University of Pittsburgh



For a complete list of courses offered and the most current descriptions, please visit the School of Arts and Sciences course descriptions database.

We offer many courses regularly, but the focus varies from term to term, depending on the faculty member's particular interests. Here's a sample of recently offered MFA courses:

Fiction Workshop with Irina Reyn 

This graduate workshop focused on close readings of manuscripts/theses-in-progress submitted by MFA students. In addition to producing a substantial amount of new and polished work, students considered the ways in which the writer occupies a place in the larger world of letters. Special focus was placed on how to write and publish book reviews in a variety of literary markets.

Readings in Contemporary Fiction

What circumstances contributed to the short story's emergence and evolution? How do certain rhetorical and stylistic features (such as ending with an epiphany, the story as "slice of life," the surprise ending, the adage to show not tell) become maxims, and why? How have writers of short stories invented and re-invented the form? In what way do some short stories function both as "story" and as that author's aesthetic credo? The course covered competing aesthetics in contemporary short fiction and the context by which to evaluate those aesthetics. Students learned about the craft of short fiction, paying close attention to how stories mean (rather than what they mean), and left the course with repertoire of texts to which to refer in workshops and upon which to model their own creative work.

Topics in Fiction with Fiona Cheong

This course took as its subject the writer as the teacher and citizen, designed primarily for MFA graduate students interested in gaining teaching experience beyond the university classroom or in exploring how active partnership with community-based organizations and nature conservancy programs can feed one's own artistry. Based partly at Hill House Association in the Hill District, the course engaged students in collaborative work with "Find the Rivers!" a neighborhood revitalization project. Students collaborated with the University's Community Outreach Partnership Center, and several classes took place at Phipps Conservatory. Individual and team projects may involve collecting oral histories and attending community meetings as research for a neighborhood walking map, organizing a literary and musical event, and leading writing workshops for children and senior citizens. Class discussion focused on alternative ways to design workshops and develop the symbolic imagination, and aimed to help students integrate teaching and writing.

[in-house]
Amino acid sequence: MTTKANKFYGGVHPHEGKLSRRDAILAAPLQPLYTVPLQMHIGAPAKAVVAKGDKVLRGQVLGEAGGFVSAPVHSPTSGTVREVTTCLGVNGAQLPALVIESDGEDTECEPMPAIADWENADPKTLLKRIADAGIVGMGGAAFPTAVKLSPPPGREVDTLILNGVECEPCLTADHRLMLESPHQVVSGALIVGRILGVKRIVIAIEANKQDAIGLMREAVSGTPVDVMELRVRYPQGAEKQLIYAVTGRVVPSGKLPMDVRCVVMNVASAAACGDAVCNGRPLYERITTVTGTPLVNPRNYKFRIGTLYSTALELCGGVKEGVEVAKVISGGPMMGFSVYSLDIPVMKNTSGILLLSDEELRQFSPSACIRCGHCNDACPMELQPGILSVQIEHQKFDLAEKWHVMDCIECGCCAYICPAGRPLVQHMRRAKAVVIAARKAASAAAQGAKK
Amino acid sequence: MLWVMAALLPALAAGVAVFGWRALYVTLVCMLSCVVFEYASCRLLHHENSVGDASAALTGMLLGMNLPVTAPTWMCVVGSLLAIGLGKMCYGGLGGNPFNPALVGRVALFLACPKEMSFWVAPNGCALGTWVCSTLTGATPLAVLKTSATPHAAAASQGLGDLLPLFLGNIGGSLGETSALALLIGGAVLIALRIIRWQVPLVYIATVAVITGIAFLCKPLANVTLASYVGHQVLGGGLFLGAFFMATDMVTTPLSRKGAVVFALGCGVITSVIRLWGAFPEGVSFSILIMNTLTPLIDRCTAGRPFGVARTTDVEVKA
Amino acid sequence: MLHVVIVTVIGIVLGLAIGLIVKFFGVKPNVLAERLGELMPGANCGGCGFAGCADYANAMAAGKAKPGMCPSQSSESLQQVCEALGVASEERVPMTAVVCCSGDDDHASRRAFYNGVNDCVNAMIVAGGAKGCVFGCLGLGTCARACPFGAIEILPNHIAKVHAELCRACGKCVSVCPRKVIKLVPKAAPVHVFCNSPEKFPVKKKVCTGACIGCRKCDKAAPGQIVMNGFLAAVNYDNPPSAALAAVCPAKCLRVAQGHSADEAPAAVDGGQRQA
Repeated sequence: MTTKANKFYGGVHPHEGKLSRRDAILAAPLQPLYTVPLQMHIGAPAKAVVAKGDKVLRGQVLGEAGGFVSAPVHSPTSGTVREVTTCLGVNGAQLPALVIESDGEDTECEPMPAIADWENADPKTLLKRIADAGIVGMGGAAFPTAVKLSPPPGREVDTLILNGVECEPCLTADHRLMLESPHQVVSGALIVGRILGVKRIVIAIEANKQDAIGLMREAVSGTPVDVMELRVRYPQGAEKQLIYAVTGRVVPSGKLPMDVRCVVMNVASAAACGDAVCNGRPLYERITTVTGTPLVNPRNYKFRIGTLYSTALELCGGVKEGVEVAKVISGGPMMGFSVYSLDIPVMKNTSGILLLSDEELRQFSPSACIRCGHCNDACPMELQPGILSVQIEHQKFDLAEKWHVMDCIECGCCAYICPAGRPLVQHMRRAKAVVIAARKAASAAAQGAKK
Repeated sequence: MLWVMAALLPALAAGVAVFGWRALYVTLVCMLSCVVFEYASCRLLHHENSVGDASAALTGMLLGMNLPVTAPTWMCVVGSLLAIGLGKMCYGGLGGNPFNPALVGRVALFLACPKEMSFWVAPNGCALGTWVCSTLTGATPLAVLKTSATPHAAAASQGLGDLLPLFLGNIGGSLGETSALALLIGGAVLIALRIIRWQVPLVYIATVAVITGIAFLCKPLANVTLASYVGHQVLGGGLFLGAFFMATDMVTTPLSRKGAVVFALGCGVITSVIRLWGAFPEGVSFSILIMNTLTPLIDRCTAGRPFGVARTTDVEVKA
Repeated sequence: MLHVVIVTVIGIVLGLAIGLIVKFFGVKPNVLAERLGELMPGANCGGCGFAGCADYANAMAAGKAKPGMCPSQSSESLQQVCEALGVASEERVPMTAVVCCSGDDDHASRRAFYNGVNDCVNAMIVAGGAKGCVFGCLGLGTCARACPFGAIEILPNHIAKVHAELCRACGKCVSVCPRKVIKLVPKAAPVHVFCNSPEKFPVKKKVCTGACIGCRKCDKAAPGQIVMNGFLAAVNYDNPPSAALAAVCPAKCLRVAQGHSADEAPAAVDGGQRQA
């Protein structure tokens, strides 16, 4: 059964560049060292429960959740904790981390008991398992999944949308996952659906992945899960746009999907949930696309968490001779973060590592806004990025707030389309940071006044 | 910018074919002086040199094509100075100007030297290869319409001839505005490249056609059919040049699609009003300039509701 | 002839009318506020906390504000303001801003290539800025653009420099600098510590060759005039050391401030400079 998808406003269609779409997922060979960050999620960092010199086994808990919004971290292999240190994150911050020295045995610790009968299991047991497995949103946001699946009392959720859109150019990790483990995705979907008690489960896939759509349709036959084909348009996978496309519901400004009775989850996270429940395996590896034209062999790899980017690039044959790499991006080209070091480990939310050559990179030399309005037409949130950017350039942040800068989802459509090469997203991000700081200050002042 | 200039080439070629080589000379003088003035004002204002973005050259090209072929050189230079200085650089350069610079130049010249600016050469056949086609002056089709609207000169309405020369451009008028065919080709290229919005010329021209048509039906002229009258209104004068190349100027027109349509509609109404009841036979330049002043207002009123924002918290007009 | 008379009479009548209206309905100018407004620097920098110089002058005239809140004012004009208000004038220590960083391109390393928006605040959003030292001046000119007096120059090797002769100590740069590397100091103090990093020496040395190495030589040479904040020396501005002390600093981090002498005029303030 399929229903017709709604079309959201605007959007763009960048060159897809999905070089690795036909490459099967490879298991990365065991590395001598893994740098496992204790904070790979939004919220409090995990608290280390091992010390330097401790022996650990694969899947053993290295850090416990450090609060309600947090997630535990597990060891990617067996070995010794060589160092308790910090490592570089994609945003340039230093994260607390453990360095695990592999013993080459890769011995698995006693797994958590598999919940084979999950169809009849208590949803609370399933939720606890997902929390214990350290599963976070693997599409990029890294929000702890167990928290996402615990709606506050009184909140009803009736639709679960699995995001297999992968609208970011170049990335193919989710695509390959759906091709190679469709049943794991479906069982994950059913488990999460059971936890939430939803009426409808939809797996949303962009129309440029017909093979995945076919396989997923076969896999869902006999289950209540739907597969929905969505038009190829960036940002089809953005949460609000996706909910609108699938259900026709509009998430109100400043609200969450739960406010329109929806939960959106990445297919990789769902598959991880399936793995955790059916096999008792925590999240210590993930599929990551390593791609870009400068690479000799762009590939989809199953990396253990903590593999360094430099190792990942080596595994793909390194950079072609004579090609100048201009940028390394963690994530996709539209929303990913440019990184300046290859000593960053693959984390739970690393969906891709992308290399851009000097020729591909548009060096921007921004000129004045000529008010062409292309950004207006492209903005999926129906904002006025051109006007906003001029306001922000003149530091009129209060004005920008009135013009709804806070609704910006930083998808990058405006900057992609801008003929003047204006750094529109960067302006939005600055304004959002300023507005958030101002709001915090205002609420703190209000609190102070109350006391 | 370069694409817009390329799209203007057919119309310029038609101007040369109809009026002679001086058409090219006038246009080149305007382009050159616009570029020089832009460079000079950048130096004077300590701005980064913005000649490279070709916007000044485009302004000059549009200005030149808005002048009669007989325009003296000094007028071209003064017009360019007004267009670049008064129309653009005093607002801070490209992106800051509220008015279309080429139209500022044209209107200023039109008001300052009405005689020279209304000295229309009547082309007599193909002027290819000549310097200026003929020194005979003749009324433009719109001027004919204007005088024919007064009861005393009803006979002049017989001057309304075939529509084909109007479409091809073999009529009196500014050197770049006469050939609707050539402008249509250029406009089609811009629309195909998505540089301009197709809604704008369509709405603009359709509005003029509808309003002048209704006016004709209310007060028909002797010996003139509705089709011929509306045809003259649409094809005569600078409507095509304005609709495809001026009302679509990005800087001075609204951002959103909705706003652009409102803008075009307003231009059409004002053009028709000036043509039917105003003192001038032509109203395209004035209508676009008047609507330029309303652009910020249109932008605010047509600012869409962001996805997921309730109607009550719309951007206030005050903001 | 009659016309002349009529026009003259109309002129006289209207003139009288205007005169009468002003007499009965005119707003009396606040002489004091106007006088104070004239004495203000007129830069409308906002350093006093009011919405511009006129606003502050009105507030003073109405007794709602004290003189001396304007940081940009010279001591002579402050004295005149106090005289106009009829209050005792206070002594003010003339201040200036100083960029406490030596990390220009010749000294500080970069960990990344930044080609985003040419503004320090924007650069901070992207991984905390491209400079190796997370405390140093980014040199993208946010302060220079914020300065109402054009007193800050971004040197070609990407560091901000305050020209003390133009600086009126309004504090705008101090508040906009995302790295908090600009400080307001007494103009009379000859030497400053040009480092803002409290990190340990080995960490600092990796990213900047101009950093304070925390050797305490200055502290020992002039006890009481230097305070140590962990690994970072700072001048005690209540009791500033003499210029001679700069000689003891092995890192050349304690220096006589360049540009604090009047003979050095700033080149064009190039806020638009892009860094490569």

Poetry Workshop with Yona Harvey 

This cross-listed poetry/nonfiction workshop was for graduate students interested in studying and writing hybrid forms of memoir, literary nonfiction and poems, and in exploring the questions: what can poets learn from nonfiction writers? And what can nonfiction writers learn from poets? Students were led in guided practices in immersion research and in gathering information from memory and imagination. Students and faculty explored ways of telling "true stories" dependent on narrative, syntax, rhythm and language dimensions.